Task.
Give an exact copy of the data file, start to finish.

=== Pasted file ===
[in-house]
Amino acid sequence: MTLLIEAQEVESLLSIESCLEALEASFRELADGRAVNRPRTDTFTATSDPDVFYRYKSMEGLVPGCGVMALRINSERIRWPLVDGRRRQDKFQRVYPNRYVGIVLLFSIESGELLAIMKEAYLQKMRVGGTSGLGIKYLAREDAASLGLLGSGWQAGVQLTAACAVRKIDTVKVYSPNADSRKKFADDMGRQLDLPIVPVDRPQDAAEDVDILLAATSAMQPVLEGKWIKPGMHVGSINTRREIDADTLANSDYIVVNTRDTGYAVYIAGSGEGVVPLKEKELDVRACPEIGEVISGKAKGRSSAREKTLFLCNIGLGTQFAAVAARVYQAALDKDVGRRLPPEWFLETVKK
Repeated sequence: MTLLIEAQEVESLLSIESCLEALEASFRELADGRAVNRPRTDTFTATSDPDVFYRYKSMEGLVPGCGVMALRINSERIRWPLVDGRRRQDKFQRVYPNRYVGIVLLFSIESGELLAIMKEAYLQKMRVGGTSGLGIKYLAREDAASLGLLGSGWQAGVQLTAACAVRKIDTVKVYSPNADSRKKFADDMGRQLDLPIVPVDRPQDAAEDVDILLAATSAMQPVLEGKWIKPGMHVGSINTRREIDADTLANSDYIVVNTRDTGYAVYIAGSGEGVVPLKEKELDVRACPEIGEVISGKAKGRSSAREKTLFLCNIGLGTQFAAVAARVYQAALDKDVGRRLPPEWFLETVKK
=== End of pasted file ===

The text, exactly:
[in-house]
Amino acid sequence: MTLLIEAQEVESLLSIESCLEALEASFRELADGRAVNRPRTDTFTATSDPDVFYRYKSMEGLVPGCGVMALRINSERIRWPLVDGRRRQDKFQRVYPNRYVGIVLLFSIESGELLAIMKEAYLQKMRVGGTSGLGIKYLAREDAASLGLLGSGWQAGVQLTAACAVRKIDTVKVYSPNADSRKKFADDMGRQLDLPIVPVDRPQDAAEDVDILLAATSAMQPVLEGKWIKPGMHVGSINTRREIDADTLANSDYIVVNTRDTGYAVYIAGSGEGVVPLKEKELDVRACPEIGEVISGKAKGRSSAREKTLFLCNIGLGTQFAAVAARVYQAALDKDVGRRLPPEWFLETVKK
Repeated sequence: MTLLIEAQEVESLLSIESCLEALEASFRELADGRAVNRPRTDTFTATSDPDVFYRYKSMEGLVPGCGVMALRINSERIRWPLVDGRRRQDKFQRVYPNRYVGIVLLFSIESGELLAIMKEAYLQKMRVGGTSGLGIKYLAREDAASLGLLGSGWQAGVQLTAACAVRKIDTVKVYSPNADSRKKFADDMGRQLDLPIVPVDRPQDAAEDVDILLAATSAMQPVLEGKWIKPGMHVGSINTRREIDADTLANSDYIVVNTRDTGYAVYIAGSGEGVVPLKEKELDVRACPEIGEVISGKAKGRSSAREKTLFLCNIGLGTQFAAVAARVYQAALDKDVGRRLPPEWFLETVKK